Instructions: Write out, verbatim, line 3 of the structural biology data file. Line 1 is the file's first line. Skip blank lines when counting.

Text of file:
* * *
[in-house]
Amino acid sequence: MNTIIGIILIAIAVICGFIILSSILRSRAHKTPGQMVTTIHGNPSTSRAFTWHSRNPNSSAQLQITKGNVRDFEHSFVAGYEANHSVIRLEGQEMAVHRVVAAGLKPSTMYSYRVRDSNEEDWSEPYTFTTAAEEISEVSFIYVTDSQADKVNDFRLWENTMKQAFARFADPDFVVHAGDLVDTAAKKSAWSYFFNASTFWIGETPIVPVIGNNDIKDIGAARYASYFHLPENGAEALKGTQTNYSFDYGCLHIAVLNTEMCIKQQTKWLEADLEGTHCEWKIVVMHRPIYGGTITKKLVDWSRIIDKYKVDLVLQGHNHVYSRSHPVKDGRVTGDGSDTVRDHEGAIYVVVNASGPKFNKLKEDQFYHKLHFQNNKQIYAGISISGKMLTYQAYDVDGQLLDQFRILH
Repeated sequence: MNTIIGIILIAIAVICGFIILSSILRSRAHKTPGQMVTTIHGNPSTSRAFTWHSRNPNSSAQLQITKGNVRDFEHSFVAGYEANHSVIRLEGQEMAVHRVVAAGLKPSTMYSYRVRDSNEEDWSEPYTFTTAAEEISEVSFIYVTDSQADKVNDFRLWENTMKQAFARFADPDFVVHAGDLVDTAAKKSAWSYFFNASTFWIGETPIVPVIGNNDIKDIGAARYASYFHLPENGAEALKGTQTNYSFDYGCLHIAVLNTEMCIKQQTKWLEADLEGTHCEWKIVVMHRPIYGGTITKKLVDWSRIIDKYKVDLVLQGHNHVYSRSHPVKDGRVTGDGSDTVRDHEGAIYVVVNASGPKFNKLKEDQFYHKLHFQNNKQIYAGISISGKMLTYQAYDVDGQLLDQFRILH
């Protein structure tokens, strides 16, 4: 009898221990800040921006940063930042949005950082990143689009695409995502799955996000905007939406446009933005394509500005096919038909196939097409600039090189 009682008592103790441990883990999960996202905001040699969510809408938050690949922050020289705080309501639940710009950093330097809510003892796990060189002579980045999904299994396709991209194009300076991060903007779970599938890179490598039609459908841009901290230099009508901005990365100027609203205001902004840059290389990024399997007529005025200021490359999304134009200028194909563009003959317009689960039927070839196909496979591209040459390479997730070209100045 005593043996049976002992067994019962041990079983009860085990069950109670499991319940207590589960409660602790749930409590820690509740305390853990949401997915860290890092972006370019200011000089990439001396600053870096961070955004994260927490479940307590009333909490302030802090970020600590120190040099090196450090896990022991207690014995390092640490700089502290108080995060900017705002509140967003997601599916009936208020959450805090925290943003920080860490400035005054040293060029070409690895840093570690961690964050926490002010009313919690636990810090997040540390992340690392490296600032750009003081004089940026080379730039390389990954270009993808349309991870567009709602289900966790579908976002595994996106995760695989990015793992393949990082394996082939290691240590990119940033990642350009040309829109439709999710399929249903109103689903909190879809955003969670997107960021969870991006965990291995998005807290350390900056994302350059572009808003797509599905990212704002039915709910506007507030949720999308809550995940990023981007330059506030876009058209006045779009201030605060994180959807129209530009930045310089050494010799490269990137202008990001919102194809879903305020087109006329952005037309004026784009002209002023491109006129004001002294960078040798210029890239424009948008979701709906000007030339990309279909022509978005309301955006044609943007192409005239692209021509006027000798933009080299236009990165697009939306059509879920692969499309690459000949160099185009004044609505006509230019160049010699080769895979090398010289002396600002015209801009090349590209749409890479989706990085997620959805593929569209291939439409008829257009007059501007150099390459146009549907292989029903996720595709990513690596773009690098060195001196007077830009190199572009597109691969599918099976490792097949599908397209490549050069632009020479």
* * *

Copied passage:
Repeated sequence: MNTIIGIILIAIAVICGFIILSSILRSRAHKTPGQMVTTIHGNPSTSRAFTWHSRNPNSSAQLQITKGNVRDFEHSFVAGYEANHSVIRLEGQEMAVHRVVAAGLKPSTMYSYRVRDSNEEDWSEPYTFTTAAEEISEVSFIYVTDSQADKVNDFRLWENTMKQAFARFADPDFVVHAGDLVDTAAKKSAWSYFFNASTFWIGETPIVPVIGNNDIKDIGAARYASYFHLPENGAEALKGTQTNYSFDYGCLHIAVLNTEMCIKQQTKWLEADLEGTHCEWKIVVMHRPIYGGTITKKLVDWSRIIDKYKVDLVLQGHNHVYSRSHPVKDGRVTGDGSDTVRDHEGAIYVVVNASGPKFNKLKEDQFYHKLHFQNNKQIYAGISISGKMLTYQAYDVDGQLLDQFRILH